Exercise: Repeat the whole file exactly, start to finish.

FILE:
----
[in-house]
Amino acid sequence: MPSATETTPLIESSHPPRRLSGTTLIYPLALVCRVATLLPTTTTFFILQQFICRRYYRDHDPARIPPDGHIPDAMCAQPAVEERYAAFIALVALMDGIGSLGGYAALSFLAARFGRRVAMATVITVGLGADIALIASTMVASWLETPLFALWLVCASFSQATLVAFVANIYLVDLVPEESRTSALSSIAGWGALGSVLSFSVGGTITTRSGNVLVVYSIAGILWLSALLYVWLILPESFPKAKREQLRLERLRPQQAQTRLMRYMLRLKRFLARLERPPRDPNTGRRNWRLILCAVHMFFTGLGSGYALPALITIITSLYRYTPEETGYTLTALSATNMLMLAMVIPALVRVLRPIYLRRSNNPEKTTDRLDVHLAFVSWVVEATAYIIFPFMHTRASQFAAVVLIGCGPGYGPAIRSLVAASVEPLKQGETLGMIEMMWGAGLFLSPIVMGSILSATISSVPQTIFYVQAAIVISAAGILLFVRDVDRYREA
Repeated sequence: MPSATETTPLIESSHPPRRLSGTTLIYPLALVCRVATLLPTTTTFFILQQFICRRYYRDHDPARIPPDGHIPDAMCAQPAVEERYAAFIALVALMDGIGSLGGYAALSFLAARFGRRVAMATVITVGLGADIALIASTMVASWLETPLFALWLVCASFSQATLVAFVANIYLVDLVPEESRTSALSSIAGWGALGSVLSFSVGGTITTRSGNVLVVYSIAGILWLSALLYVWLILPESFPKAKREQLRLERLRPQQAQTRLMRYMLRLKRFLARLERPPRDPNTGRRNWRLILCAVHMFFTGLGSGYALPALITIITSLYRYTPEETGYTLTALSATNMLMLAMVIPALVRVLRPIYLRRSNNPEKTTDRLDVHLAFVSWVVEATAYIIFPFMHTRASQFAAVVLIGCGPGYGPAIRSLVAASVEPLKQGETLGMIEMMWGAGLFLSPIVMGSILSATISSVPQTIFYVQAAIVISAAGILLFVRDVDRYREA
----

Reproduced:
[in-house]
Amino acid sequence: MPSATETTPLIESSHPPRRLSGTTLIYPLALVCRVATLLPTTTTFFILQQFICRRYYRDHDPARIPPDGHIPDAMCAQPAVEERYAAFIALVALMDGIGSLGGYAALSFLAARFGRRVAMATVITVGLGADIALIASTMVASWLETPLFALWLVCASFSQATLVAFVANIYLVDLVPEESRTSALSSIAGWGALGSVLSFSVGGTITTRSGNVLVVYSIAGILWLSALLYVWLILPESFPKAKREQLRLERLRPQQAQTRLMRYMLRLKRFLARLERPPRDPNTGRRNWRLILCAVHMFFTGLGSGYALPALITIITSLYRYTPEETGYTLTALSATNMLMLAMVIPALVRVLRPIYLRRSNNPEKTTDRLDVHLAFVSWVVEATAYIIFPFMHTRASQFAAVVLIGCGPGYGPAIRSLVAASVEPLKQGETLGMIEMMWGAGLFLSPIVMGSILSATISSVPQTIFYVQAAIVISAAGILLFVRDVDRYREA
Repeated sequence: MPSATETTPLIESSHPPRRLSGTTLIYPLALVCRVATLLPTTTTFFILQQFICRRYYRDHDPARIPPDGHIPDAMCAQPAVEERYAAFIALVALMDGIGSLGGYAALSFLAARFGRRVAMATVITVGLGADIALIASTMVASWLETPLFALWLVCASFSQATLVAFVANIYLVDLVPEESRTSALSSIAGWGALGSVLSFSVGGTITTRSGNVLVVYSIAGILWLSALLYVWLILPESFPKAKREQLRLERLRPQQAQTRLMRYMLRLKRFLARLERPPRDPNTGRRNWRLILCAVHMFFTGLGSGYALPALITIITSLYRYTPEETGYTLTALSATNMLMLAMVIPALVRVLRPIYLRRSNNPEKTTDRLDVHLAFVSWVVEATAYIIFPFMHTRASQFAAVVLIGCGPGYGPAIRSLVAASVEPLKQGETLGMIEMMWGAGLFLSPIVMGSILSATISSVPQTIFYVQAAIVISAAGILLFVRDVDRYREA